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Anal Sacs:


What Are Anal Sacs?
Anal sacs (also called anal glands) are two small glands just inside your pet's anus. The material secreted into these glands is thick and foul smelling. Most animals can empty these glands voluntarily for scent marking or in self-defense, like a skunk might.
Domestic animals have largely lost their ability to empty these sacs voluntarily. Walking around and normal defecation usually serves to empty the glands but some animals become unable to empty their glands on their own at all. The sacs become impacted and uncomfortable. Dogs with impacted anal sacs usually scoot their rear on the ground in an attempt to empty the glands. Some dogs will lick their anal area and other dogs will chase their tails. Cats often lick the fur off just under their tails.

What Happens if an Impacted Sac Doesn't Get Emptied?
An abscess can form and rupture out through the skin. This is a painful, messy, and pretty smelly condition often mistaken for rectal bleeding. If an anal sac abscess forms, it must be properly treated by your veterinarian. Antibiotics will be needed.

How Often Should Anal Sacs be Emptied?
This is a highly individual situation. The best recommendation is to let the pet tell you when the sacs are full. If the pet starts scooting again, it is time to bring him in.

What if My Pet's Sacs Seem to Require Emptying All the Time?
To avoid the expense of having the sacs emptied, you can learn to empty them yourself at home but most people feel it is well worth having someone else perform this service. A non-invasive technique that helps some patients is a change to a high fiber diet. This will produce a bulkier stool that may be more effective in emptying the sac as it passes by.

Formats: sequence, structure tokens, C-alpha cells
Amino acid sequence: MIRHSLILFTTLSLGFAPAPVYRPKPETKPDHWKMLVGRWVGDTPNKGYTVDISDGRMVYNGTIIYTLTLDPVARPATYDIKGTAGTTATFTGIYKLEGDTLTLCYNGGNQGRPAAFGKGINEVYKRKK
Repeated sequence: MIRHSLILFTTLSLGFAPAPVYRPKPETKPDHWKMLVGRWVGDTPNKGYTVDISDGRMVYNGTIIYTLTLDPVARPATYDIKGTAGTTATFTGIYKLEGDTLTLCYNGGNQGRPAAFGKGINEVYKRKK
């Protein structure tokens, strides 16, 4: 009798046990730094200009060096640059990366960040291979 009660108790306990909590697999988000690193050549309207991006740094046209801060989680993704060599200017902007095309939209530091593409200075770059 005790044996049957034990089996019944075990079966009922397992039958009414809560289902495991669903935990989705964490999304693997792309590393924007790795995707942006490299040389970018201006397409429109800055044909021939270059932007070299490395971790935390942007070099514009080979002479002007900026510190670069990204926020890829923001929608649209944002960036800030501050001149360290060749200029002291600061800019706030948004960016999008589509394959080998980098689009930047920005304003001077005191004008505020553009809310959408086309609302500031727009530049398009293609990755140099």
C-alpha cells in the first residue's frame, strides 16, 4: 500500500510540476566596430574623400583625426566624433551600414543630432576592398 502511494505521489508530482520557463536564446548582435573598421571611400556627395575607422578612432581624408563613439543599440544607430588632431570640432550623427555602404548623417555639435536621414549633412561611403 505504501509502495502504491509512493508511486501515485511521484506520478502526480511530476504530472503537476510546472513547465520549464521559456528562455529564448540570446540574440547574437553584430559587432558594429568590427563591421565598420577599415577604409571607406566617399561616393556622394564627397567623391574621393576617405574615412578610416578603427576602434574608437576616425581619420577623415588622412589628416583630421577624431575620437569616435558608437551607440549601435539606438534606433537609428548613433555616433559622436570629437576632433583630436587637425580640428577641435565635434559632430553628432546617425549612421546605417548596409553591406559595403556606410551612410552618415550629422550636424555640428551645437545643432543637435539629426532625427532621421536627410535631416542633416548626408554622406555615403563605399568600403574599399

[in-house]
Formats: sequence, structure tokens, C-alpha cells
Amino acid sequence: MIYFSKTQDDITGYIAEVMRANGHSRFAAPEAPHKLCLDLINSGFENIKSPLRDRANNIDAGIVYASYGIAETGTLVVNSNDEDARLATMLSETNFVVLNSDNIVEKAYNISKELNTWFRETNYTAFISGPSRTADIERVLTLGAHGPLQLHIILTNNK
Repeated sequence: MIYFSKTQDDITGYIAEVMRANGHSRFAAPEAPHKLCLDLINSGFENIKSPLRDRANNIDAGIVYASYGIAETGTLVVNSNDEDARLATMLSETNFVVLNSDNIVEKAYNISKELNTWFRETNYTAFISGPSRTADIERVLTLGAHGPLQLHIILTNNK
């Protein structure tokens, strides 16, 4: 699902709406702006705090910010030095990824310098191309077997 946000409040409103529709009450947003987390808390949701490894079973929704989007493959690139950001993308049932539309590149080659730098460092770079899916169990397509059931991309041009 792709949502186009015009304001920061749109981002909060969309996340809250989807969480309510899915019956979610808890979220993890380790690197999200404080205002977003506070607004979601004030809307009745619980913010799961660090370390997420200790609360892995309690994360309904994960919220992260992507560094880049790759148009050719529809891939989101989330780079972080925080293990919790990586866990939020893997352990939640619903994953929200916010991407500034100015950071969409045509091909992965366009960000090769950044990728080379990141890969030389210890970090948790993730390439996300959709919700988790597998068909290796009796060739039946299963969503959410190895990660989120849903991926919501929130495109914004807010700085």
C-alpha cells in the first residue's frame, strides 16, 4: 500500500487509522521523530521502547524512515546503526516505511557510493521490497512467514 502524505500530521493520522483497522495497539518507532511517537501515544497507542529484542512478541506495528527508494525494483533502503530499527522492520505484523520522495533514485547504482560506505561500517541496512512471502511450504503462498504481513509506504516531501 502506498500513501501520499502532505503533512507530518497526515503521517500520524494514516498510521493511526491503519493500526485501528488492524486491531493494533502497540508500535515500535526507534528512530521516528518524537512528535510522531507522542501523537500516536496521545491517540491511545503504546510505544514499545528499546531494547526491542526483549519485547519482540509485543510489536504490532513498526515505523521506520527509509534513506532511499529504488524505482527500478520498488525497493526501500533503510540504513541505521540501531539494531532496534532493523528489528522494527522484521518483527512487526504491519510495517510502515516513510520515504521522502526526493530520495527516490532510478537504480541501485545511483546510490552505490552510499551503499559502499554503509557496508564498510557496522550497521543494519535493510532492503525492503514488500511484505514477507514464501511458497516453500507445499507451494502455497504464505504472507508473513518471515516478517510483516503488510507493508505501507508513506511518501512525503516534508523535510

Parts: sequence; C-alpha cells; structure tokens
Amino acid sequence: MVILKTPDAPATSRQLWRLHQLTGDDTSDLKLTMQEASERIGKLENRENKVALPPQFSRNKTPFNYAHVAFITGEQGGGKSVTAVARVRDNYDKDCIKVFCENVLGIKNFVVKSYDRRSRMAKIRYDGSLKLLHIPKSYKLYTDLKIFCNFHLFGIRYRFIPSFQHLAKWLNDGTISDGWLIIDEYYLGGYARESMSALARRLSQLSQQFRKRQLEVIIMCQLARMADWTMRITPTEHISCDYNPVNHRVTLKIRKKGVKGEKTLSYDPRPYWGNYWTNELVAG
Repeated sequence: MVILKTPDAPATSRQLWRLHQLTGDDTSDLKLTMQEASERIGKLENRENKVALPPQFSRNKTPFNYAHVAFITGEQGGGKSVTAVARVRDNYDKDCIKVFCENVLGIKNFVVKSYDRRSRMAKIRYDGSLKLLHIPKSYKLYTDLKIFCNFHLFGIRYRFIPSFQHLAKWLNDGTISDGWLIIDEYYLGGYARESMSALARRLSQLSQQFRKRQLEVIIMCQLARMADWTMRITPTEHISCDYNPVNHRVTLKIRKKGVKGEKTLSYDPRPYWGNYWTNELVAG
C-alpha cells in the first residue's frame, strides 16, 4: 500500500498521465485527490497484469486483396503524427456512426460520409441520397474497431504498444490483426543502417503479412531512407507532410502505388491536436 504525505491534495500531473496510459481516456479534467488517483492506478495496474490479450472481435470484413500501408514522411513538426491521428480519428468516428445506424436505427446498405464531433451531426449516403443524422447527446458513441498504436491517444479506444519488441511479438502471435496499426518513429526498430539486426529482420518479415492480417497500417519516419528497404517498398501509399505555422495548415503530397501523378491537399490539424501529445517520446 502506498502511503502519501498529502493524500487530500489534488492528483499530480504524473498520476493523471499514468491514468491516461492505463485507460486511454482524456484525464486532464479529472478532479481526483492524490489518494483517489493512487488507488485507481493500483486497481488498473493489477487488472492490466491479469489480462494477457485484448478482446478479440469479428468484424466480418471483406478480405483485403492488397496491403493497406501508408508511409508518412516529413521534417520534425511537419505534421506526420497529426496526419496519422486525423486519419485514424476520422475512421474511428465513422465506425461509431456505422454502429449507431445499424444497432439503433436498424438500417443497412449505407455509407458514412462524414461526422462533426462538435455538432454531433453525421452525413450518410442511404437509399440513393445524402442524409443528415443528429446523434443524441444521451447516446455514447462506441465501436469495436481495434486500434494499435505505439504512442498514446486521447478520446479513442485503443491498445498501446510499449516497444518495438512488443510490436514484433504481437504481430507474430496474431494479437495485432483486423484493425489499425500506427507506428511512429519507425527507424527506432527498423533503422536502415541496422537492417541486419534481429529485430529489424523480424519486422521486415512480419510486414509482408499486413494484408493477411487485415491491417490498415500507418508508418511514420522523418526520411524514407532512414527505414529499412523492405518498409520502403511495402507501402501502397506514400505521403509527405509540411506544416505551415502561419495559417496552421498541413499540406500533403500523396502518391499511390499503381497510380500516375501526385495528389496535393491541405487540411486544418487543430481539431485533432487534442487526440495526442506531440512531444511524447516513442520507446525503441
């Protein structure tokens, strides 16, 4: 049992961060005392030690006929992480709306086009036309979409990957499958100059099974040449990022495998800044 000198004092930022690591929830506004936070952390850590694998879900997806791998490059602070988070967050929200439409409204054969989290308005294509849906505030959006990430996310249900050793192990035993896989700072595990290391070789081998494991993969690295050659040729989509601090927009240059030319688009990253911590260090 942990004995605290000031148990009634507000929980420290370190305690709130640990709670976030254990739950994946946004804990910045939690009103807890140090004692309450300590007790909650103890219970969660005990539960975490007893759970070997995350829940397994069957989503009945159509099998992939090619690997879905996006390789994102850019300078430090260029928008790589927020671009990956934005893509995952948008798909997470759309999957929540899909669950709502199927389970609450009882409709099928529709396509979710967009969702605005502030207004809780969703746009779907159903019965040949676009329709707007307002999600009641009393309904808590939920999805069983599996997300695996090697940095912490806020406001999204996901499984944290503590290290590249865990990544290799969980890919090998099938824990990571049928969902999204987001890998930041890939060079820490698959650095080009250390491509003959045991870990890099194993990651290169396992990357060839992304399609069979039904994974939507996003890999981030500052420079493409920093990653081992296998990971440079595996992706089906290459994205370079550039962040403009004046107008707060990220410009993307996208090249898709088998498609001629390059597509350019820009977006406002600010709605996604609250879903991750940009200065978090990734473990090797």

If the sacs need to be emptied every few weeks or more, you may opt to have the sacs permanently removed. This procedure is complicated by many local nerves controlling fecal continence, the fact that any change in the local musculature of the anal sphincter area can affect fecal continence, and the fact that with chronic anal sac problems anatomy is distorted. Draining tracts can develop after surgery if the gland is not completely removed. Still, despite these pitfalls, anal sac removal is considered a relatively simple surgery by most board certified surgery specialists. If this procedure is to be done we generally recommend that a specialist (a veterinarian with extensive experience with anal sacculectomy) perform it.
Many people own pets for years without ever learning that anal sacs exist at all, and the wives' tale that worms cause scooting erroneously continues. If you have further questions about anal gland disease, ask your veterinarian.

What to do About Scooting?
The first step is to check the anal sacs when any pet has a history of scooting. The anal sacs can be emptied in one of two ways, externally or internally; see the demonstration below.

What if Scooting Continues?
If scooting continues for more than a few days after sac emptying, the sacs should be re-checked. For some individuals, it takes several times in a row of expressing the sacs before the sacs stay emptied. If the sacs are empty and scooting is persisting, another cause (such as itchy skin or lower back pain) should be pursued. If the sacs have been emptied adequately, the scooting should resolve in a couple of days.


 
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